11th Sunday after Pentecost B John 6 August 12, 2012 Rev. Joshua D. Bowron We are in week two of a four week stretch in our schedule of Church readings in the Gospel According to John. This section, which is most of chapter six is called the Bread of Life Discourse. The Bread of Life Discourse is excellent fodder, if you will, for preachers to extol the benefits of the celebration of the Holy Eucharist. I’m not going to do that today. Instead I will stop at the first sentence from today’s reading; “I am the Bread of Life.” Of course Jesus goes on to tease out what that might mean. Jesus of course, does not mean for his words to be taken literally. No one supposes Jesus to be made up of bread, nor do we think that he expects us to cannibalize him. Jesus is speaking in metaphor, symbol, and figure. He wants us to parabolically begin to apprehend what he means. This isn’t the only place that he does this either. Jesus calls himself all kinds of things: I am the gate, I am the Vine, I am the Good Shepherd, I am the Light, I am the Way, (which in the Greek is better translated, I am the Road). So here we have Jesus giving us lots of ways of understanding what he is and what he does. He gives us so many options to better understand him, he’s saying, “I’m like light in a dark room.” or “I’m something like a road.” or “I am like a shepherd.” or “I am like bread.” All these images are given to us so that we can begin to form a picture of what Jesus is. Jesus gives us all these options because he knows that some will stick with us and others won’t. What resonates in you does not mean that it will necessarily resonate in me, and vice versa. Jesus wants us to know that his words about himself only point to what he actually is. This is the genius of Jesus and how we are to begin to approach him. We can sing lots of praises and write beautiful words about him, but those words are not to be clung to, those words merely point vaguely to Jesus, they are not Jesus in his essence. For the essence of Jesus to be gotten we must go beyond words and into a relationship. Through all these options: Way, Vine, Light, Shepherd, Bread, and many more; Jesus sits before each of us and asks a provocative question. That question is “What do you need me to be for you today?” “What do you need me to be for you today?” I think it’s kind of a shocking question because we are used to asking Jesus what kind of a person we need to be for him. We are used to thinking about our relationship with God as one where we are the ones that transform, we are the ones that need to rise to a level acceptable to Jesus. There is some right and some wrong in that way of thinking, but today Jesus is ready to meet our needs. “What do you need me to be for you today?” I didn’t just make up Jesus’ offer to us today. This question is drawn out of his way of teaching. This is what he was doing with his disciples. Right after the feeding of the five thousand in the Gospel of John, Jesus uses that event to tell the disciples that he is the Bread of Life. Jesus is a situational teacher, he takes whatever situation he is in and draws images from it to talk about the Kingdom of God and himself; who is the first in-breaking of that Kingdom. So it’s not too provocative after all for Jesus to ask, “What do you need me to be for you today?” because that’s what he was doing in his ministry in public and to his disciples. So, what does he need to be for you today? Is it a Doctor? A Surgeon? Maybe he needs to be a Mother, or brother? Lover? Drill Sergeant? How about CEO? Actually since the pledge campaign is gearing up how about CFO? What do you need Jesus to be for you today? Now this all comes with two cautions and a reminder to kind of hedge in the frontiers of what I am talking about this morning. The first caution is to keep in mind that Jesus is so much bigger and nuanced than we can imagine and we ought to hold loosely to what Jesus can be for us, this will allow us to let him be what he is and needs to be for us. The second caution about answering Jesus’ question is that we have to remember that one person’s medicine can be another person’s poison; … one person’s medicine can be another person’s poison. What Jesus is to be for you today, is not the same for the person in the next pew, the next house, or maybe even for you the very next day. Some people have never seen a shepherd, some people are blind, actually physically blind, so a light metaphor just doesn’t work for them, and some people are allergic to bread. Jesus didn’t say, “I am the Bread of Life.” and stop there. No, he went on with other images because he knew that other situations would arise that his witness to the Kingdom of God would speak. How boring it would have been if Jesus had only given us one image of himself and the Kingdom of God, we’d have no Prodigal Son, no Vineyards, no 11th hour, no light, no shepherd, no mustard seed, not much of anything. It is the existence of all these images, together, that give us such a full picture of God in Christ and no one of them captures the full essence of Christ, so we should be cautious that we don’t force what Jesus is to us onto others. Those are cautions to heed: hold loosely to what Jesus needs to be for you and that what he is for you may be different for another and that is good. The first reminder is that Jesus can meet any need as long as it is a real need. Jesus can’t always, or even usually be what you want however. And there is the rub, Jesus can’t be what you want, but he will be what you need. Jesus can’t be hateful for instance. You may want revenge, but what you need is reconciliation. You may want lust, but what you’ll get in Jesus is love. You may want Jesus to fit your political model, but what you need is a better vision of the world. What do you need him to be for you? So we have Jesus standing before us today, fully himself in all his integrity, dynamically engaged with the world, but not beholden to any one image that he set for himself, what the Church, guided by the Holy Spirit, has established, or what Jesus needs to be for us, here today. He is untamed yet reaching out to you. What image might I conjure, what figure should I use to better understand and communicate what Jesus is doing today? Sometimes pop culture comes to our aid. Harry Potter. In the later Harry Potter books a strange setting is introduced, a setting that really acts as a character; it’s called the Room of Requirement. The Room of Requirement is described this way by the House-Elf, Dobby: “It is a room that a person can only enter when they have real need of it. Sometimes it is there, sometimes it is not, but when it appears, it is always equipped for the seeker’s needs.” The room becomes what the seeker needs most, by the seeker pacing in front of it three times, concentrating on what is required. Albus Dumbledore, the greatest wizard of all time first found the Room of Requirement on a late-night bathroom hunt and there it appeared, filled with chamber pots. The thing about the Room of Requirement is that one cannot stand in front of the room and vaguely wish it to grant, you don’t even know what. There has to be real need and when there is real need, the room will appear. Jesus stands before you and is asking, “What do you need me to be for you today?” He is calling to us ready to meet our needs and go beyond them into real relationship. Amen.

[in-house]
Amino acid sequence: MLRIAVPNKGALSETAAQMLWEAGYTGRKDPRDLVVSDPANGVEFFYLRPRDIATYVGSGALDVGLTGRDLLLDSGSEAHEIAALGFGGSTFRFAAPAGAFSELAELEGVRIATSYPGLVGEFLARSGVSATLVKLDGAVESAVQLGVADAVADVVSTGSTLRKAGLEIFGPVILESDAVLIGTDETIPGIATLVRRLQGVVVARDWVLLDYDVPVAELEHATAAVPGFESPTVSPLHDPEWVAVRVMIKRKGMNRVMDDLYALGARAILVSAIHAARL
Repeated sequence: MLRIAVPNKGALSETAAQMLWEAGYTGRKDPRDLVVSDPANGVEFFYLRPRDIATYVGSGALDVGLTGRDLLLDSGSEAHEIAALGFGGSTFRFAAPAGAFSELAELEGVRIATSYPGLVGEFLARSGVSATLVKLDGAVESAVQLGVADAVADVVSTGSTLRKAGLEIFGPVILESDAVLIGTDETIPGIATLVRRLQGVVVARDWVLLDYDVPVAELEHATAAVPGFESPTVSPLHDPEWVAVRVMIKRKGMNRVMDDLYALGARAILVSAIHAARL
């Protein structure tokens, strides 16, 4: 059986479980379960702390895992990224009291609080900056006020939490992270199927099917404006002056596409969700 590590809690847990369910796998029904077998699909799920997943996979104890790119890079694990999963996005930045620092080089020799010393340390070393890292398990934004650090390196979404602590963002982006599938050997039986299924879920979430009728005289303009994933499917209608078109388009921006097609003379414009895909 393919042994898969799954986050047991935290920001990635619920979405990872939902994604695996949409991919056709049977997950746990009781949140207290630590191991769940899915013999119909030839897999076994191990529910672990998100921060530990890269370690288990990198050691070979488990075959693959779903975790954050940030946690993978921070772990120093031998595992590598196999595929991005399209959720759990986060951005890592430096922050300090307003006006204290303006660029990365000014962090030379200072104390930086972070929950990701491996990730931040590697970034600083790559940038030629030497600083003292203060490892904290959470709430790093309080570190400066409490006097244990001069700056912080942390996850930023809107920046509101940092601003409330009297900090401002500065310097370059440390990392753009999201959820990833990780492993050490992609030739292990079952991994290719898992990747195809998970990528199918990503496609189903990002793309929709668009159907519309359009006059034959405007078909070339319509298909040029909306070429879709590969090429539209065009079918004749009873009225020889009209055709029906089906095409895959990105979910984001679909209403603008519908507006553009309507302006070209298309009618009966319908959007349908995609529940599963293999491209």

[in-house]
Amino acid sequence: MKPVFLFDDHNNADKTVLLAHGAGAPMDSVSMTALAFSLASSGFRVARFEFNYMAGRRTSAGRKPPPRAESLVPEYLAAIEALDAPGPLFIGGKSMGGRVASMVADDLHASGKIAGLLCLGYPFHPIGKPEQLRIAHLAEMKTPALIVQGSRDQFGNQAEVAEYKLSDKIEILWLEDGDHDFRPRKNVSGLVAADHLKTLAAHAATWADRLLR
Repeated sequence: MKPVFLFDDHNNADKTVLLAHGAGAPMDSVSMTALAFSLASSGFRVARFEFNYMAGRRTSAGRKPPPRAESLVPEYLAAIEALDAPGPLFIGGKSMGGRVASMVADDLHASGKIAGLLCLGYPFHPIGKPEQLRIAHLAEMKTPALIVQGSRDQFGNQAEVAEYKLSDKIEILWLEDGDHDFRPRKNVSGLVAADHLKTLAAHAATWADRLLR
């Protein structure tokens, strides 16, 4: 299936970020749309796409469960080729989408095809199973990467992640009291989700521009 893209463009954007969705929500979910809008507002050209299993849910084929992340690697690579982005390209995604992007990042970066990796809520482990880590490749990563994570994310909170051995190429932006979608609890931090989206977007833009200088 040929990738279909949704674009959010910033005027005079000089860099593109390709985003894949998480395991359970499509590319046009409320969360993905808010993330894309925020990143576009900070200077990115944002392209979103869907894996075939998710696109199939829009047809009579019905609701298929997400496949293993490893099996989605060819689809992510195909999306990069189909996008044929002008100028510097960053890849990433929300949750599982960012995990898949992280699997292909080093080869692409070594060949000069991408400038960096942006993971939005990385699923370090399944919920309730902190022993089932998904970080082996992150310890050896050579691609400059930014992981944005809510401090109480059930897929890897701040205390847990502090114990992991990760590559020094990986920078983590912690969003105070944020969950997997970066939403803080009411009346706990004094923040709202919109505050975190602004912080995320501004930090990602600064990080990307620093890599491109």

Thursday, August 9, 2012